There is no coffee, no cookies, to greet the volunteers but after returning bags of collected trash—picked up by Mendo Recycle—they receive a coupon from Schat’s Bakery for free coffee and a cookie with RCD footing the bill.
“Schat’s has donated hundreds of dollars’ worth of coffee and cookies over the years; we’re happy to pay this time. They, like many businesses, are not in a position to donate right now.”
After volunteers arrive and check in, they move to the table where longtime volunteers Charlene and Dan Holbrook help distribute pickers and garbage bags and where extra face masks and gloves are available.
Waiting her turn by the table, Annie Esposito says she is honoring Sept. 21,coastal cleanup day, the world’s largest volunteer event to protect and preserve the environment.
“We’re starting right here; the creeks go into the rivers and the rivers go into the oceans. It’s worse now with the pandemic; everything is being thrown away immediately after use. It’s more important now than it was yesterday and yesterday it was not good.”
Although there have been no clear studies, Edelman says she has seen more than the usual amount of trash on the ground in the form of masks, gloves and takeout containers and has read an article in the New York Times (July 25, 2020) corroborating what she has seen.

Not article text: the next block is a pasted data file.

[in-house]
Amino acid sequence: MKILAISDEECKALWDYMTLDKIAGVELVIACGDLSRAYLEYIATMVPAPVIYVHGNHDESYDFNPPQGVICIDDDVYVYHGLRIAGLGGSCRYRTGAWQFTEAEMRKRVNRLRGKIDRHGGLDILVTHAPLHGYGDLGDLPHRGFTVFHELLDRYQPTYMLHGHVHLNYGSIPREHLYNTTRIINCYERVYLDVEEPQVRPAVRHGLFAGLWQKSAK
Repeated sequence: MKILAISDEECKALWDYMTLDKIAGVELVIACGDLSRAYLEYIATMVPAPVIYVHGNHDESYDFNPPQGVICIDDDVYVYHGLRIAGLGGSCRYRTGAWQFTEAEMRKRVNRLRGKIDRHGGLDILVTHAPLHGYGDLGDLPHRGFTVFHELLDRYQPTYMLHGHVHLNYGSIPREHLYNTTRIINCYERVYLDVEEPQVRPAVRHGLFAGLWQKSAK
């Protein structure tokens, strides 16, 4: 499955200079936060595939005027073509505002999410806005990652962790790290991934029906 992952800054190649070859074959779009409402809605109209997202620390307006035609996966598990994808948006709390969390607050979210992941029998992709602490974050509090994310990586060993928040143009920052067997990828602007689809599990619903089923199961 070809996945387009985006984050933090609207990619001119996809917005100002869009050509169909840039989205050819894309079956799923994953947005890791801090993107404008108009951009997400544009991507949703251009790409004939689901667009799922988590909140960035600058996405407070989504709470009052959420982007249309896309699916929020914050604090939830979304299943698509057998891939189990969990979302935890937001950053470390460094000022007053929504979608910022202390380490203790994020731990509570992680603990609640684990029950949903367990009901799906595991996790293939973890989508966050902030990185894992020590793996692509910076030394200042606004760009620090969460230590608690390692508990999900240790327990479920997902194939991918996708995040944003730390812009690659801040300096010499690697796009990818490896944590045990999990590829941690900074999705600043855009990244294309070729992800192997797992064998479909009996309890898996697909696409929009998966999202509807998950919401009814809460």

James Linderman, Amber Fisette and Adrianna clean up under the bridge at Orrs Creek. (Photo by Karen Rifkin)
Due to COVID, innocent items that previously seemed harmless, now pose a potential threat and give pause for consideration to those who would normally pick up trash.
“I go out with gloves, tongs and a mask and pick up stuff that I consider safe. I stay away from glass and piles in which I cannot determine what is underneath. This is my own personal choice and I do not necessarily recommend it to anyone else,” says Edelman.
There are many problems in the world in which individuals have only a minimal impact but in picking up trash, something that everyone can do, there is an immediate and positive effect.
“That’s what I love about it. It’s an opportunity to take direct and immediate action on a huge global problem—with instant gratification. Every piece of litter you pick up and dispose of properly is a piece of litter that isn’t going to contaminate our water supply and isn’t going to kill a fish.”
Written by the Ukiah Daily Journal - Karen Rifkin - October 1, 2020